The news today (2 February 2014) announced the death of Philip Seymour Hoffman.
He was a remarkable actor, able to play roles with great depth, but also able to find the quirky recesses of a personality. I first became aware of him in Scent of a Woman. His list of films is not nearly long enough, but he is unforgettable as Truman Capote, and he found the intensity of Gust Avrakotos in Charlie Wilson’s War. He also could shone in quieter roles, such as a classical violinist in A Late Quartet, alongside Christopher Walken and Capote costar Catherine Keener.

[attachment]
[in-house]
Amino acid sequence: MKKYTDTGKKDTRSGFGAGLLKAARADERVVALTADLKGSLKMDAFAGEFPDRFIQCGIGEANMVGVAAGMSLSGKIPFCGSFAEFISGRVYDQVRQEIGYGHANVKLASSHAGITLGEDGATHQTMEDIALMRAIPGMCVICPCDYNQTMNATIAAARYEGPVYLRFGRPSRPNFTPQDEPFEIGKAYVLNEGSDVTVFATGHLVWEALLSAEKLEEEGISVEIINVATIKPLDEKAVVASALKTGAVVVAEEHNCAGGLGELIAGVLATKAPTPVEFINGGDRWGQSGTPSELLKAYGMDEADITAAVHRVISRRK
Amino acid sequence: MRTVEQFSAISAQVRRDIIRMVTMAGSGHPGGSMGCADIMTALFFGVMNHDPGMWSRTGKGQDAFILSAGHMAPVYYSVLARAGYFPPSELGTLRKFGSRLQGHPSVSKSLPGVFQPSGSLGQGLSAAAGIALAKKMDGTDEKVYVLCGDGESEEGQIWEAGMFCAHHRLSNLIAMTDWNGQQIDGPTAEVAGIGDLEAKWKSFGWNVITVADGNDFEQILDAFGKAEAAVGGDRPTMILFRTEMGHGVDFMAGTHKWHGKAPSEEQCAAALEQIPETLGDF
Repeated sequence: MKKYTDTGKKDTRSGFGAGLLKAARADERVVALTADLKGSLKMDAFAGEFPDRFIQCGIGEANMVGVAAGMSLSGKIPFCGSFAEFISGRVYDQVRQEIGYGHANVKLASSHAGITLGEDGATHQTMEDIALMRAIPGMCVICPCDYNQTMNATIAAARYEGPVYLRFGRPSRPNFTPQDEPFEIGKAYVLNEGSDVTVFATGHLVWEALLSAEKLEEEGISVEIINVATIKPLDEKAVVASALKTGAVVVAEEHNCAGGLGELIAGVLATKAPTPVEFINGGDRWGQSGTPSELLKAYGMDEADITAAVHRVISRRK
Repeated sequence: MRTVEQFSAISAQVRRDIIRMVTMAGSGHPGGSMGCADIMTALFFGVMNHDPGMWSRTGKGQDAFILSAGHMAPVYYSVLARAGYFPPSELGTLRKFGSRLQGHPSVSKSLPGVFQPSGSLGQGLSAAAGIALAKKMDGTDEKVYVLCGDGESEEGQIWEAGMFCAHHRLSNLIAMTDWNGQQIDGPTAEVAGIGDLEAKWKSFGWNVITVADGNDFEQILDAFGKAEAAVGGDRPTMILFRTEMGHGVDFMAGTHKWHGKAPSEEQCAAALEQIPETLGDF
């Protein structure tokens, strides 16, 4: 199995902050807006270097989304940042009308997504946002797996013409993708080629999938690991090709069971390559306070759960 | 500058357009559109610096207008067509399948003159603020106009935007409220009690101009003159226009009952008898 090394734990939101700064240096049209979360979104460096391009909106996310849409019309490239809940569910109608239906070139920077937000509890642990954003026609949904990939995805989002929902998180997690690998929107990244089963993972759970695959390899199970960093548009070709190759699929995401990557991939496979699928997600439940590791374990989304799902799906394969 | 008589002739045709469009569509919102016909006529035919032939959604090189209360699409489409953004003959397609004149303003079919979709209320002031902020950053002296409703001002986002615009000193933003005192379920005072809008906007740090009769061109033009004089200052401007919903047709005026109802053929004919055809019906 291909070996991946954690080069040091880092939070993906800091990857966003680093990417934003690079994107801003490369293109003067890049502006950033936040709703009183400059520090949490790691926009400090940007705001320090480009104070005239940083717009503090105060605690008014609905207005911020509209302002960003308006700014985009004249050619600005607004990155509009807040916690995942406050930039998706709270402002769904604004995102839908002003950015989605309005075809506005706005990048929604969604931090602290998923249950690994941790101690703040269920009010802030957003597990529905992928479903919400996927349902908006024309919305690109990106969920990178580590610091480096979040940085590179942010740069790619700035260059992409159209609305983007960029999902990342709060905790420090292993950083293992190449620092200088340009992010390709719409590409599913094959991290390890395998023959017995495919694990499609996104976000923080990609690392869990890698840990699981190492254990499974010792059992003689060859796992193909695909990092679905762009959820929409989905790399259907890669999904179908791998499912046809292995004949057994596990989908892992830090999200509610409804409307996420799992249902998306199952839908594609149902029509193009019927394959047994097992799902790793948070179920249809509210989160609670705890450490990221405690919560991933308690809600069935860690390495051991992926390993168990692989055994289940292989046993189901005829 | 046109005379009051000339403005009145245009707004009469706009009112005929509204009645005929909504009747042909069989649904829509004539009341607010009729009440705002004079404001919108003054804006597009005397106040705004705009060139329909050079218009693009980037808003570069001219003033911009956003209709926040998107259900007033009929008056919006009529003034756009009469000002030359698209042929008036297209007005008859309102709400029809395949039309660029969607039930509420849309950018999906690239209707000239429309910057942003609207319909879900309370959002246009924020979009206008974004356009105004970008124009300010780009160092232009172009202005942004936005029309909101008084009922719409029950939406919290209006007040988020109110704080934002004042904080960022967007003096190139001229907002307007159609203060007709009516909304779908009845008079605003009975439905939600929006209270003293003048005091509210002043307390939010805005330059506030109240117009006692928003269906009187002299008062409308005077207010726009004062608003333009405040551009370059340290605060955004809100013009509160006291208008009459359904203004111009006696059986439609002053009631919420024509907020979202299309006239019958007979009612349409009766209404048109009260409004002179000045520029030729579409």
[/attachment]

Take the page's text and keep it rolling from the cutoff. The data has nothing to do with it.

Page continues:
But there is one role that will always be one of my all-time favorites:
The film fits into my political philosophy, and Hoffman is a master of social revolution.
Mr. Hoffman, you didn’t have to do this to upstage the Superbowl. I’d have watched you bringing to life any role of your choice instead. But you will be remembered.
Crossposted at English 301: Reading and Writing.